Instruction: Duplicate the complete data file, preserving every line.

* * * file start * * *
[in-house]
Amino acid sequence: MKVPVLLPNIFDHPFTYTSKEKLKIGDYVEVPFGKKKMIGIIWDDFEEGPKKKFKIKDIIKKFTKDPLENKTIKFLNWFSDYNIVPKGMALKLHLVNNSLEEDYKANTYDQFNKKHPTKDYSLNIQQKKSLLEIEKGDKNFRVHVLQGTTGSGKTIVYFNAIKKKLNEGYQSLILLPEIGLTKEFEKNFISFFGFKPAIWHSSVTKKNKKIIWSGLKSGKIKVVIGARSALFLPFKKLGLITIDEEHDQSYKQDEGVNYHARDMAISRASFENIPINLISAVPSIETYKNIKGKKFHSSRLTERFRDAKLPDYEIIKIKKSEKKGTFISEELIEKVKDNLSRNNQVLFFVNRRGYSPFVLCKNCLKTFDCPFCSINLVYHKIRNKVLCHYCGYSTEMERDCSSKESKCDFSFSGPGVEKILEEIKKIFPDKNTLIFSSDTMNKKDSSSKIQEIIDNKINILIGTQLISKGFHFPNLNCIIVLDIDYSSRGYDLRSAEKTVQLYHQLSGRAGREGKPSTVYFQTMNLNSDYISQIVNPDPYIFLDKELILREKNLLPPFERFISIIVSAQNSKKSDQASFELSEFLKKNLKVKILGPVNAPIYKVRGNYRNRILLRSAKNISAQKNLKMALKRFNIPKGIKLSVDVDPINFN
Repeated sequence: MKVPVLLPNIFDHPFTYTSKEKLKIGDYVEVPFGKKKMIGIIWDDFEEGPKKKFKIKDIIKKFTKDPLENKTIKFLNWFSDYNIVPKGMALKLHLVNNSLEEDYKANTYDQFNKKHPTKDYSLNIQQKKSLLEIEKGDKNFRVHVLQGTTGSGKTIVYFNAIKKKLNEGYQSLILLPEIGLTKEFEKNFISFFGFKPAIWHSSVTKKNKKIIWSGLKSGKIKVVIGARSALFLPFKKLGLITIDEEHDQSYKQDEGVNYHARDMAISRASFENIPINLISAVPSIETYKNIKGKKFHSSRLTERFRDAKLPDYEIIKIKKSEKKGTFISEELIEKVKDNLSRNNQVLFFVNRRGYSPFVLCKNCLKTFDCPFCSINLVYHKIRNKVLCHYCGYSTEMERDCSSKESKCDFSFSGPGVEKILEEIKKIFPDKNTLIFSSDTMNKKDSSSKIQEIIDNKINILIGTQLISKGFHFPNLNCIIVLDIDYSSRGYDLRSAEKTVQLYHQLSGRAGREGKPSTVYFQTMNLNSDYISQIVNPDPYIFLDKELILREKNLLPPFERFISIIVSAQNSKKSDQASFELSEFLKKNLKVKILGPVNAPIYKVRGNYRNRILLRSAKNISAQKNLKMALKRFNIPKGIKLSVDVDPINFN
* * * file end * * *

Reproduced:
[in-house]
Amino acid sequence: MKVPVLLPNIFDHPFTYTSKEKLKIGDYVEVPFGKKKMIGIIWDDFEEGPKKKFKIKDIIKKFTKDPLENKTIKFLNWFSDYNIVPKGMALKLHLVNNSLEEDYKANTYDQFNKKHPTKDYSLNIQQKKSLLEIEKGDKNFRVHVLQGTTGSGKTIVYFNAIKKKLNEGYQSLILLPEIGLTKEFEKNFISFFGFKPAIWHSSVTKKNKKIIWSGLKSGKIKVVIGARSALFLPFKKLGLITIDEEHDQSYKQDEGVNYHARDMAISRASFENIPINLISAVPSIETYKNIKGKKFHSSRLTERFRDAKLPDYEIIKIKKSEKKGTFISEELIEKVKDNLSRNNQVLFFVNRRGYSPFVLCKNCLKTFDCPFCSINLVYHKIRNKVLCHYCGYSTEMERDCSSKESKCDFSFSGPGVEKILEEIKKIFPDKNTLIFSSDTMNKKDSSSKIQEIIDNKINILIGTQLISKGFHFPNLNCIIVLDIDYSSRGYDLRSAEKTVQLYHQLSGRAGREGKPSTVYFQTMNLNSDYISQIVNPDPYIFLDKELILREKNLLPPFERFISIIVSAQNSKKSDQASFELSEFLKKNLKVKILGPVNAPIYKVRGNYRNRILLRSAKNISAQKNLKMALKRFNIPKGIKLSVDVDPINFN
Repeated sequence: MKVPVLLPNIFDHPFTYTSKEKLKIGDYVEVPFGKKKMIGIIWDDFEEGPKKKFKIKDIIKKFTKDPLENKTIKFLNWFSDYNIVPKGMALKLHLVNNSLEEDYKANTYDQFNKKHPTKDYSLNIQQKKSLLEIEKGDKNFRVHVLQGTTGSGKTIVYFNAIKKKLNEGYQSLILLPEIGLTKEFEKNFISFFGFKPAIWHSSVTKKNKKIIWSGLKSGKIKVVIGARSALFLPFKKLGLITIDEEHDQSYKQDEGVNYHARDMAISRASFENIPINLISAVPSIETYKNIKGKKFHSSRLTERFRDAKLPDYEIIKIKKSEKKGTFISEELIEKVKDNLSRNNQVLFFVNRRGYSPFVLCKNCLKTFDCPFCSINLVYHKIRNKVLCHYCGYSTEMERDCSSKESKCDFSFSGPGVEKILEEIKKIFPDKNTLIFSSDTMNKKDSSSKIQEIIDNKINILIGTQLISKGFHFPNLNCIIVLDIDYSSRGYDLRSAEKTVQLYHQLSGRAGREGKPSTVYFQTMNLNSDYISQIVNPDPYIFLDKELILREKNLLPPFERFISIIVSAQNSKKSDQASFELSEFLKKNLKVKILGPVNAPIYKVRGNYRNRILLRSAKNISAQKNLKMALKRFNIPKGIKLSVDVDPINFN